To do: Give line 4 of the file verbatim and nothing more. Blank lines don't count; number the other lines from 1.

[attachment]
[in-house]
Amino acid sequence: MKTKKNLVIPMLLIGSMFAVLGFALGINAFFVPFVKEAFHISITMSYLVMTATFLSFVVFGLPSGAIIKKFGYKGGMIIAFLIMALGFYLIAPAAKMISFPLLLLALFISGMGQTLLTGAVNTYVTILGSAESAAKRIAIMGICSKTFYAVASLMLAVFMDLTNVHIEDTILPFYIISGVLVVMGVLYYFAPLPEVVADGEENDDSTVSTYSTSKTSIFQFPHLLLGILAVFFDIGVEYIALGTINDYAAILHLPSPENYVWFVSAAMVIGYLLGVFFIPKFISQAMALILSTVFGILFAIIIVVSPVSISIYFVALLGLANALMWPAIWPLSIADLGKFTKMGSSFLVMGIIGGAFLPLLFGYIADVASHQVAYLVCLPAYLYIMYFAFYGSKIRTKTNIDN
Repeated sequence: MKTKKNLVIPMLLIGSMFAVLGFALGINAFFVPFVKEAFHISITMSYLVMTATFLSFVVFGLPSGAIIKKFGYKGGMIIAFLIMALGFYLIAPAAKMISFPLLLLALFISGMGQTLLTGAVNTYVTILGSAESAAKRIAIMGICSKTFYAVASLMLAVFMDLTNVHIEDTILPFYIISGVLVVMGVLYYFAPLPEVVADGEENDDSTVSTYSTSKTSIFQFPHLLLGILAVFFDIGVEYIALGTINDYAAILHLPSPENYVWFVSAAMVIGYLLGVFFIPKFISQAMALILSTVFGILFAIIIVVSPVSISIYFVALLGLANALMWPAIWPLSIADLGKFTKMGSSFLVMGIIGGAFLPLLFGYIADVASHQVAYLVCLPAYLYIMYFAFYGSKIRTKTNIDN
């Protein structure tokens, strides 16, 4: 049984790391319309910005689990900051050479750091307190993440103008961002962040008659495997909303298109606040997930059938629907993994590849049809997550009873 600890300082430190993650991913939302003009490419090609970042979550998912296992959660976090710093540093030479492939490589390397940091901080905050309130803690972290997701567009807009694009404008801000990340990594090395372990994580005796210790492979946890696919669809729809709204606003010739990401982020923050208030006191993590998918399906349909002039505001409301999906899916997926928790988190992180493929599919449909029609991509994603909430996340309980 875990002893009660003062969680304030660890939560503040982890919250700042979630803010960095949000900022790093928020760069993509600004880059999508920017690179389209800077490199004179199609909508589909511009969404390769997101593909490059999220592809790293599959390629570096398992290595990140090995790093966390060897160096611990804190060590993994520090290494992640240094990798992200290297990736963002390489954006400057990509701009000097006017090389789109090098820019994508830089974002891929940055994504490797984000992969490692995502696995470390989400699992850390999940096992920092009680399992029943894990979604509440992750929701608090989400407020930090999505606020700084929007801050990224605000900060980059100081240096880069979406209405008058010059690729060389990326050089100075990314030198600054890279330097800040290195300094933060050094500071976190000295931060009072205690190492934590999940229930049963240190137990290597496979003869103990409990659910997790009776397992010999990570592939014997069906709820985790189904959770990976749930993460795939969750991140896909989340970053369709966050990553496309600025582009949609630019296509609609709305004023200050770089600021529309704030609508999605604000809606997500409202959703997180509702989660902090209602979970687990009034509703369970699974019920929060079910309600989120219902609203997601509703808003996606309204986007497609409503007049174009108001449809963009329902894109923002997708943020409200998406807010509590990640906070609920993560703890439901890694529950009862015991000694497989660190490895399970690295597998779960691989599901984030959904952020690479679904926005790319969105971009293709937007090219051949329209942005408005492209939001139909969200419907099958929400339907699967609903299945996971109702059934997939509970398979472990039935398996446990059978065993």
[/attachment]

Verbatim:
């Protein structure tokens, strides 16, 4: 049984790391319309910005689990900051050479750091307190993440103008961002962040008659495997909303298109606040997930059938629907993994590849049809997550009873 600890300082430190993650991913939302003009490419090609970042979550998912296992959660976090710093540093030479492939490589390397940091901080905050309130803690972290997701567009807009694009404008801000990340990594090395372990994580005796210790492979946890696919669809729809709204606003010739990401982020923050208030006191993590998918399906349909002039505001409301999906899916997926928790988190992180493929599919449909029609991509994603909430996340309980 875990002893009660003062969680304030660890939560503040982890919250700042979630803010960095949000900022790093928020760069993509600004880059999508920017690179389209800077490199004179199609909508589909511009969404390769997101593909490059999220592809790293599959390629570096398992290595990140090995790093966390060897160096611990804190060590993994520090290494992640240094990798992200290297990736963002390489954006400057990509701009000097006017090389789109090098820019994508830089974002891929940055994504490797984000992969490692995502696995470390989400699992850390999940096992920092009680399992029943894990979604509440992750929701608090989400407020930090999505606020700084929007801050990224605000900060980059100081240096880069979406209405008058010059690729060389990326050089100075990314030198600054890279330097800040290195300094933060050094500071976190000295931060009072205690190492934590999940229930049963240190137990290597496979003869103990409990659910997790009776397992010999990570592939014997069906709820985790189904959770990976749930993460795939969750991140896909989340970053369709966050990553496309600025582009949609630019296509609609709305004023200050770089600021529309704030609508999605604000809606997500409202959703997180509702989660902090209602979970687990009034509703369970699974019920929060079910309600989120219902609203997601509703808003996606309204986007497609409503007049174009108001449809963009329902894109923002997708943020409200998406807010509590990640906070609920993560703890439901890694529950009862015991000694497989660190490895399970690295597998779960691989599901984030959904952020690479679904926005790319969105971009293709937007090219051949329209942005408005492209939001139909969200419907099958929400339907699967609903299945996971109702059934997939509970398979472990039935398996446990059978065993």